For bacteria to thrive they must be well-adapted to their environmental niche, which may involve specialized metabolism, timely adaptation to shifting environments, and/or the ability to mitigate numerous stressors. These attributes are highly dependent on cellular machinery that can sense both the external and intracellular environment. Methylorubrum extorquens is an extensively studied facultative methylotroph, an organism that can use single-carbon compounds as their sole source of carbon and energy. In methylotrophic metabolism, carbon flows through formaldehyde as a central metabolite; thus, formaldehyde is both an obligate metabolite and a metabolic stressor. Via the one-carbon dissimilation pathway, free formaldehyde is rapidly incorporated by formaldehyde activating enzyme (Fae), which is constitutively expressed at high levels. In the presence of elevated formaldehyde levels, a recently identified formaldehyde-sensing protein, EfgA, induces growth arrest. Herein, we describe TtmR, a formaldehyde-responsive transcription factor that, like EfgA, modulates formaldehyde resistance. TtmR is a member of the MarR family of transcription factors and impacts the expression of 75 genes distributed throughout the genome, many of which are transcription factors and/or involved in stress response, including efgA Notably, when M. extorquens is adapting its metabolic network during the transition to methylotrophy, efgA and ttmR mutants experience an imbalance in formaldehyde production and a notable growth delay. Although methylotrophy necessitates that M. extorquens maintain a relatively high level of formaldehyde tolerance, this work reveals a tradeoff between formaldehyde resistance and the efficient transition to methylotrophic growth and suggests that TtmR and EfgA play a pivotal role in maintaining this balance. Importance: All organisms produce formaldehyde as a byproduct of enzymatic reactions and as a degradation product of metabolites. The ubiquity of formaldehyde in cellular biology suggests all organisms have evolved mechanisms of mitigating formaldehyde toxicity. However, formaldehyde-sensing is poorly described and prevention of formaldehyde-induced damage is primarily understood in the context of detoxification. Here we use an organism that is regularly exposed to elevated intracellular formaldehyde concentrations through high-flux one-carbon utilization pathways to gain insight into the role of formaldehyde-responsive proteins that modulate formaldehyde resistance. Using a combination of genetic and transcriptomic analyses, we identify dozens of genes putatively involved in formaldehyde resistance, determined the relationship between two different formaldehyde response systems and identified an inherent tradeoff between formaldehyde resistance and optimal transition to methylotrophic metabolism.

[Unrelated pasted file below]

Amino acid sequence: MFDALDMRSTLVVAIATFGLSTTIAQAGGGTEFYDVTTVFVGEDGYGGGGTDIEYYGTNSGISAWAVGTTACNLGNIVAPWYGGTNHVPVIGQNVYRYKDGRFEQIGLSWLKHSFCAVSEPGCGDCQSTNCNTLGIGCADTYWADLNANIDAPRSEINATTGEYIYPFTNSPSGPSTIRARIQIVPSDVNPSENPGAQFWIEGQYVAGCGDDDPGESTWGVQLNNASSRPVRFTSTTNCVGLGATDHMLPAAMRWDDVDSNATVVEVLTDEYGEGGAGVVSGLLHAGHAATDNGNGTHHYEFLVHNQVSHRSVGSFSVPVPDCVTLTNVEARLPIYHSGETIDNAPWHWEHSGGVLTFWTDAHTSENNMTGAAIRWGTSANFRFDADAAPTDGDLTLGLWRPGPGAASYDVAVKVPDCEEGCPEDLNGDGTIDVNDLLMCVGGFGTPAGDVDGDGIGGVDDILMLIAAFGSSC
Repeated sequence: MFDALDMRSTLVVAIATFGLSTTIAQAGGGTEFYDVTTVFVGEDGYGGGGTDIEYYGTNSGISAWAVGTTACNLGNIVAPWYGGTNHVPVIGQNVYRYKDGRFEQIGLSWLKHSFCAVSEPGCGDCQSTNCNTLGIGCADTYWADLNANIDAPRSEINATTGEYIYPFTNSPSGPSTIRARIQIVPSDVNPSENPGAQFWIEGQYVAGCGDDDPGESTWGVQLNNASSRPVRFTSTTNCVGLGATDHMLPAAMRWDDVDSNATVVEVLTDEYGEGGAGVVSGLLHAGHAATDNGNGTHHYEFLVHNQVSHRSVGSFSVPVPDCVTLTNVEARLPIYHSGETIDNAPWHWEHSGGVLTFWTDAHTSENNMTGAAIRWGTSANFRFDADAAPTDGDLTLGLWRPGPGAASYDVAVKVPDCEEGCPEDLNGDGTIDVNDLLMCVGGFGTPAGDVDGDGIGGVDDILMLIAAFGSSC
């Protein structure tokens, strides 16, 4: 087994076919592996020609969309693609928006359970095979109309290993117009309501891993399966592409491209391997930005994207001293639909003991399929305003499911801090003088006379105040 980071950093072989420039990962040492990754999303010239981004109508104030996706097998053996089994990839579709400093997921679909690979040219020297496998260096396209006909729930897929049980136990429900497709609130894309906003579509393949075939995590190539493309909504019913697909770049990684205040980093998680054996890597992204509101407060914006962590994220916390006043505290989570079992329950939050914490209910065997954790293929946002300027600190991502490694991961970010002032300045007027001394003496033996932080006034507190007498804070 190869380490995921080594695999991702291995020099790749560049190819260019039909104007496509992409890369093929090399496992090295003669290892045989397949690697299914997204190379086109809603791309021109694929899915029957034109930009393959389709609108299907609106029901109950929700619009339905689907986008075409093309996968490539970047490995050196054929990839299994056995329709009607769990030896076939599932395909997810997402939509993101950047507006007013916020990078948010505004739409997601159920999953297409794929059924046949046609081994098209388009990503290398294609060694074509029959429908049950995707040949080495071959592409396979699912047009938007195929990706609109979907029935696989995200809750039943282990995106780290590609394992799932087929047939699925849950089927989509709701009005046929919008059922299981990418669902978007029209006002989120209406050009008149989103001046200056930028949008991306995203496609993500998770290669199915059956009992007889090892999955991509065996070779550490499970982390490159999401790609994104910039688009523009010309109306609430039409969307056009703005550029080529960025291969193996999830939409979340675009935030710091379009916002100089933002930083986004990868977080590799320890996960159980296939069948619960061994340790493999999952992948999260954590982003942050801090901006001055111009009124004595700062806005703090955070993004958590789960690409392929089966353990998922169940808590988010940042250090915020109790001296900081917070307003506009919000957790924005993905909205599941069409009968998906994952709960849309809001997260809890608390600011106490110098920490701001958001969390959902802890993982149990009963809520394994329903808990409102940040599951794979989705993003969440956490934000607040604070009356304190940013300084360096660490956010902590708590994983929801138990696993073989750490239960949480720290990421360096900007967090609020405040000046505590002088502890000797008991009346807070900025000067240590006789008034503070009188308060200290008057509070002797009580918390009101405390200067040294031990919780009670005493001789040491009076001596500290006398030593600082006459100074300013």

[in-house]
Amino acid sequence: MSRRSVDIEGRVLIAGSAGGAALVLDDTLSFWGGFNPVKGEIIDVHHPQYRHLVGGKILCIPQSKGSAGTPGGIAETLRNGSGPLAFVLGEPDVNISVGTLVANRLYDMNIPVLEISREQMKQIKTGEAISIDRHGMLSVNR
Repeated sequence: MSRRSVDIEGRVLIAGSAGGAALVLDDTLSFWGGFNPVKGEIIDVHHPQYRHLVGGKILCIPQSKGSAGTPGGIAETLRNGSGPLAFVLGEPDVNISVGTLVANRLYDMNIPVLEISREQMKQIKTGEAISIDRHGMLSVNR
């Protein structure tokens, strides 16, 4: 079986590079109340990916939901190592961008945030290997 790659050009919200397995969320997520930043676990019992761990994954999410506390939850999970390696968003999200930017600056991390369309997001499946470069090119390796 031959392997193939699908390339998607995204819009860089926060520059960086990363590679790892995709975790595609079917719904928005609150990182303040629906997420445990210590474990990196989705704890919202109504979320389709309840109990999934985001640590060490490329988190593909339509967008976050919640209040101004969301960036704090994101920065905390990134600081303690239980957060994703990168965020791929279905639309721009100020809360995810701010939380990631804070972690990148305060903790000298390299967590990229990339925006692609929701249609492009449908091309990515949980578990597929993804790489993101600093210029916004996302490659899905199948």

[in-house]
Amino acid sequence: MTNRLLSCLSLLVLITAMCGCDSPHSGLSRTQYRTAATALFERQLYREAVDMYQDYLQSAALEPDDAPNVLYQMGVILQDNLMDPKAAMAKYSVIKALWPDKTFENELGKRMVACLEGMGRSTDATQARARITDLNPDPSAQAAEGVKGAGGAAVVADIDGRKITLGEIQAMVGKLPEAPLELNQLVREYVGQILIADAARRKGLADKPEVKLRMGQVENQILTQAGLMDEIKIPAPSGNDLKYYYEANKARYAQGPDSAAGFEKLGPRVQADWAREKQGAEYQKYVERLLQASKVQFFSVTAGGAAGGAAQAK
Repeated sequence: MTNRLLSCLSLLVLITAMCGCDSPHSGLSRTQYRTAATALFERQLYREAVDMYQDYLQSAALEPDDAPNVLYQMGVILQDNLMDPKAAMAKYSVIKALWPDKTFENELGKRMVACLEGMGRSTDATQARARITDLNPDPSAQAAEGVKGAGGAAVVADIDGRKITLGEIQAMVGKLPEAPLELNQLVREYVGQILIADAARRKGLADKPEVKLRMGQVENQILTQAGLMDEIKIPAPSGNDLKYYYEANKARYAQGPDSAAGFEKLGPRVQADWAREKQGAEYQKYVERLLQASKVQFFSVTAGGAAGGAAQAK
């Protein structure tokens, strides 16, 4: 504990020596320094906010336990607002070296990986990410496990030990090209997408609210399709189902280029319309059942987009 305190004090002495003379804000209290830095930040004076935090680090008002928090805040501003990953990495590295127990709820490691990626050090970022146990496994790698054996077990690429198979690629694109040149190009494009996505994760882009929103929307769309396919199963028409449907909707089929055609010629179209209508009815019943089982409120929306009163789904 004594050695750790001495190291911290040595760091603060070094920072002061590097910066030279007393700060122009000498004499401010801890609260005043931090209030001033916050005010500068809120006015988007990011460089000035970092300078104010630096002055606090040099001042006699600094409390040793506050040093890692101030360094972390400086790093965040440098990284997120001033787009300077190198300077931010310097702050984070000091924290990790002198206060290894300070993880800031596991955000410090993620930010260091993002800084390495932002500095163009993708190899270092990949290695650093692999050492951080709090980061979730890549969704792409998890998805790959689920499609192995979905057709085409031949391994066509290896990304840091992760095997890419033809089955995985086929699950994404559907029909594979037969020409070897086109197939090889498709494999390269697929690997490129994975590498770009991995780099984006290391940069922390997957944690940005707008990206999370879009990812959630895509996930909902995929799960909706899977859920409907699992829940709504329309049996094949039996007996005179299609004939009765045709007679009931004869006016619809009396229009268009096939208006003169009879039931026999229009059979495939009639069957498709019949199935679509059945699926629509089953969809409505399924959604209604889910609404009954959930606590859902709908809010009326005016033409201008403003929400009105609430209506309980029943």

Bibliographical noteFunding Information:
We thank Juan E. Abrahante of the University of Minnesota Informatics Institute (UMII) for assistance with the pipeline for transcriptome sequencing (RNA-seq) data analysis and Siavash Riazi for assistance with modifying R scripts. We thank members of the Marx laboratory, Bazurto laboratory, and Lon Chubiz for critical reading of the manuscript. We thank Chandler Hellenbrand for assistance in conducting experiments. The flow cytometry was carried out at the IBEST Optical Imaging Core at the University of Idaho (IBEST is supported in part by NIH COBRE grant P30GM103324).
This work was supported by funding from an Army Research Office MURI subaward to C.J.M. (W911NF-12-1-0390), a CMCI pilot grant to C.J.M. (parent NIH award P20GM104420), an INBRE Undergraduate Research Fellowship to L.B.L. (parent NIH award P20GM103408), and a Beacon Center for Evolution in Action pilot grants to J.V.B. and E.L.B. (NSF cooperative agreement DBI-0939454).
© 2021 American Society for Microbiology. All Rights Reserved.
- Enhanced formaldehyde growth protein a (efga)
- Marr transcription factor
- Stress response
PubMed: MeSH publication types
- Journal Article